vested interests in the companies constructing
and/or operating the projects. The debt providers
(banks or project bond holders) who provide most
of the SPC funding have no board representation
relying instead on regular reports by advisers.
Furthermore, most equity nominated directors
hold multiple directorships, often measured in many tens of SPCs. In these circumstances,
SPC: Greater Gabbard OFTO plc
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how rigorous can their governance oversight be and how effectively can they hold SPC
management to account?
When projects fail to perform, the SPCs attract
financial penalties or the contracted payments
for use of the infrastructure are reduced or
stopped. Due to high debt gearing, this can
quickly lead to breaches of lending covenants
resulting in equity payments (dividends and
shareholder loan payments) being ‘locked-up’ or
If these circumstances persist, SPCs can need
refinancing. Typically this involves additional equity investment being required. Part of the
debt may be swapped for equity and any project bonds may be downgraded. The result is
investor returns are diluted, lenders assume greater risk and the value of the project is
The case for non-executive directors in SPCs
The common purpose of an NED is to:
· bring diversity, wider experience and independent judgement to board decisions
· create a broader perspective in the interests of the company and its stakeholders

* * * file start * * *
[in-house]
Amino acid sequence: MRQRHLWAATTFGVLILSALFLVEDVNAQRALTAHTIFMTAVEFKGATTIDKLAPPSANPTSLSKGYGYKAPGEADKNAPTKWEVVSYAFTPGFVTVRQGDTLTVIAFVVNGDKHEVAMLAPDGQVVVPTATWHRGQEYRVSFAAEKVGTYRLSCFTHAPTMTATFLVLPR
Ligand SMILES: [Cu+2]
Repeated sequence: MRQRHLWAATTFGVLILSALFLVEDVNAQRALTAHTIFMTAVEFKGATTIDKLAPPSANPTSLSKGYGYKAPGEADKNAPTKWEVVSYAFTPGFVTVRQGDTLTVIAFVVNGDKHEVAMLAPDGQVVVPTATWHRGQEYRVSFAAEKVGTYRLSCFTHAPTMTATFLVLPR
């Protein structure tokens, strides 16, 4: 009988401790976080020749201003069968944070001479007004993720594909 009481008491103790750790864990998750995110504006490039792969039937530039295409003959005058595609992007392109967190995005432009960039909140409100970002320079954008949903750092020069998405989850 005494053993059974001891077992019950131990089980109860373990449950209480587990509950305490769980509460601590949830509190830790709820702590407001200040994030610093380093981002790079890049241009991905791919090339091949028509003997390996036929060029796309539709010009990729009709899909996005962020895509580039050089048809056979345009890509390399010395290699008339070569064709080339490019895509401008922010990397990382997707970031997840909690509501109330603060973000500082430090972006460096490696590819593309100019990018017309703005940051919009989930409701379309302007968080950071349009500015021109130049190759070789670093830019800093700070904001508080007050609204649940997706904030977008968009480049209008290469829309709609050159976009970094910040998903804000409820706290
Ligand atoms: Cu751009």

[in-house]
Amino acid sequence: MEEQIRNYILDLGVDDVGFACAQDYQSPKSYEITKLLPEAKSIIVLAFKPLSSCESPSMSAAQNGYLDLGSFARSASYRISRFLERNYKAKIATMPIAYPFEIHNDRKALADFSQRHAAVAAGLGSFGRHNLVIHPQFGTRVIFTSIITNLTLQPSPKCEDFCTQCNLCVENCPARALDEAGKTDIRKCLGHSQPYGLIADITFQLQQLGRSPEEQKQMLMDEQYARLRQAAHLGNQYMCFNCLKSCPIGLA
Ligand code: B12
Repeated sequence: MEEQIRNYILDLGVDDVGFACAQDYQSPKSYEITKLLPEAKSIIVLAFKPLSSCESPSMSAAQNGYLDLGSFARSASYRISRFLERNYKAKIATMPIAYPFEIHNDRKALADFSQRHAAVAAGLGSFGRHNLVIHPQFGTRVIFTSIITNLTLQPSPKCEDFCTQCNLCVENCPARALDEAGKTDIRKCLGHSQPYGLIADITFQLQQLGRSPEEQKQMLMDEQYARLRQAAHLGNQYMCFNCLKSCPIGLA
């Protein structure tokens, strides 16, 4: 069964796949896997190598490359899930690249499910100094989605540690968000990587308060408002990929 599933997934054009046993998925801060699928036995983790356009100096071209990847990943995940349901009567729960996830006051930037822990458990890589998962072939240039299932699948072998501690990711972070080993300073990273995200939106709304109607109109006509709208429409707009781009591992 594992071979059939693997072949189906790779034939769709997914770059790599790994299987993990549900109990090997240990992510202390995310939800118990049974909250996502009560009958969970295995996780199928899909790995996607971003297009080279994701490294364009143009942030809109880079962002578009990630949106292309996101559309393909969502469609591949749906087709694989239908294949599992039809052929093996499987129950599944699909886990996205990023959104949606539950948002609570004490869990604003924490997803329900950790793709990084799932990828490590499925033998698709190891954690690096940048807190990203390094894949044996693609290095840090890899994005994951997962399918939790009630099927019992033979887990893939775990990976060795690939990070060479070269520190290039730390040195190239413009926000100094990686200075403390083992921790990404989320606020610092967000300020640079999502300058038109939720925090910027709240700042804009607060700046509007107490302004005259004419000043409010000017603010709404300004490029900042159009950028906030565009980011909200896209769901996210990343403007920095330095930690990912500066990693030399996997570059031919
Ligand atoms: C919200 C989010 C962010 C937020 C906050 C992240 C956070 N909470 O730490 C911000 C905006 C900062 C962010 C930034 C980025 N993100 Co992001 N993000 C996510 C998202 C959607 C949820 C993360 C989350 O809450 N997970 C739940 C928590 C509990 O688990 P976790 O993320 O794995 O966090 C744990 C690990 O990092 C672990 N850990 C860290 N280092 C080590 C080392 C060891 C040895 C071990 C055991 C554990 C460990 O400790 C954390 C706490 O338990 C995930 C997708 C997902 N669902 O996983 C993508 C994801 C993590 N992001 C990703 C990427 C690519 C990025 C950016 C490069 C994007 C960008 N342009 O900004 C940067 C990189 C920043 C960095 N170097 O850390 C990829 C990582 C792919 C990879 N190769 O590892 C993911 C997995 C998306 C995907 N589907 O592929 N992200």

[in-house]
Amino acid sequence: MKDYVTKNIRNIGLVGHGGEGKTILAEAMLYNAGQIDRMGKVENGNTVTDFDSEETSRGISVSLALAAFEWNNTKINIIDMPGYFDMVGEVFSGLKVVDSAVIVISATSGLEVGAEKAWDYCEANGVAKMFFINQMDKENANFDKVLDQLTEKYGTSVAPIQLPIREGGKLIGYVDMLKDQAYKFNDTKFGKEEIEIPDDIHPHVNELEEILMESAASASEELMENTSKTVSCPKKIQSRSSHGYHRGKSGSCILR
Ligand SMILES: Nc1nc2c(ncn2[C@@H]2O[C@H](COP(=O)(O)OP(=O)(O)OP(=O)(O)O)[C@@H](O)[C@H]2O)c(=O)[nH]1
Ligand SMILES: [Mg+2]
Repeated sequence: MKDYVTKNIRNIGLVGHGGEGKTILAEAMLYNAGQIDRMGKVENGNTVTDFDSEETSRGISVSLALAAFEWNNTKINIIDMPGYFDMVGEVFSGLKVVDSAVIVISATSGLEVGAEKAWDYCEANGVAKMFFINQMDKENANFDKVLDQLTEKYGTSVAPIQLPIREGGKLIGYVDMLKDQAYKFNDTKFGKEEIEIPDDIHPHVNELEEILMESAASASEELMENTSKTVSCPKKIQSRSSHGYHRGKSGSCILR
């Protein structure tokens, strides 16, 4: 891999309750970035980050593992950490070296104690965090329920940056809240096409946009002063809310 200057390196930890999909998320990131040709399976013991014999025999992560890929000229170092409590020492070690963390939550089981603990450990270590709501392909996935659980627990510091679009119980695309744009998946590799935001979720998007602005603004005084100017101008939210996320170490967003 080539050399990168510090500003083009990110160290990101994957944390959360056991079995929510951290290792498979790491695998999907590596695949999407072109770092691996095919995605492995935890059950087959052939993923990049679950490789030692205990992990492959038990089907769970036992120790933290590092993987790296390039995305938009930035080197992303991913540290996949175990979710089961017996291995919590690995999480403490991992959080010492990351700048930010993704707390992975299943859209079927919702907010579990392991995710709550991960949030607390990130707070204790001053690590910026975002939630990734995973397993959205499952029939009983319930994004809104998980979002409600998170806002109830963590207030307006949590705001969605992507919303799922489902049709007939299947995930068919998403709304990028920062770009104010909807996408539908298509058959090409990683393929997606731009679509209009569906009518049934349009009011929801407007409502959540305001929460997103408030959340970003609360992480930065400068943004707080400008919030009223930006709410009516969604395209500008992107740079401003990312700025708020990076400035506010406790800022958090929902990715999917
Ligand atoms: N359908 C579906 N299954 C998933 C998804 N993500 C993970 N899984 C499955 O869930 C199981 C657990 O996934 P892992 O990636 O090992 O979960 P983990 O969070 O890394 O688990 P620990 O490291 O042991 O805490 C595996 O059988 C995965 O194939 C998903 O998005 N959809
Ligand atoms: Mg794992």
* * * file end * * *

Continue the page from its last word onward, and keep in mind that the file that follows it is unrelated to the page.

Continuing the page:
· transfer knowledge of a variety of management styles and governance structures
The current modus operandi in SPCs
perpetuates boards dominated by
directors sourced from a narrow
investment banking or transaction
background. Transaction due diligence
may well identify some of the
theoretical risks facing a project.
However, the skills in bidding or
acquiring an investment are quite
different to the practical asset management experience that can help to manage those risks
when they arise.
Homogenous boards typical of these types companies can be ill equipped to deal with the
complex interplay of contractual obligations, regulatory compliance, performance
monitoring and often contradictory demands of clients, shareholders, lenders and other
stakeholder groups. Actual risks tend not to replicate those predicted at a transaction stage
and many SPC directors do not have the pragmatic technical and operational experience to
most effectively guide, question and oversee remedial plans.
Furthermore, despite the number of directorships held by nominated directors, this may not
be their principle role. Many are employed to originate and close future deals for their
SPC: CGL Rail plc (DLR extension)
SPC: Capital Hospitals Ltd (Barts & London Hospital)
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funds. This is quite consistent with the value line
of their employer and is usually intensive work.
The focus on this priority can undermine how
thoroughly the performance of closed investments
are monitored. Effective oversight is key to
identifying and avoiding risks before they occur
and both time consuming and critical to resolving
them when they do.
It is a dynamic, forward looking SPC management
team with a constructively challenging and
focussed board that most effectively manages risk.
It is also more likely to identify and pursue
opportunities to enhance the value of and returns
from an investment. However, you seldom get one without the other. An experienced and
pro-active board of directors is the precursor to a well-motivated, progressive management
But aren’t these low risk investments?
Historically, an advantage of investment in public infrastructure has been that revenues are
backed by a government covenant or the asset is in a highly regulated environment,
resulting in low volatility in revenues and profits. However, at a time of increasing economic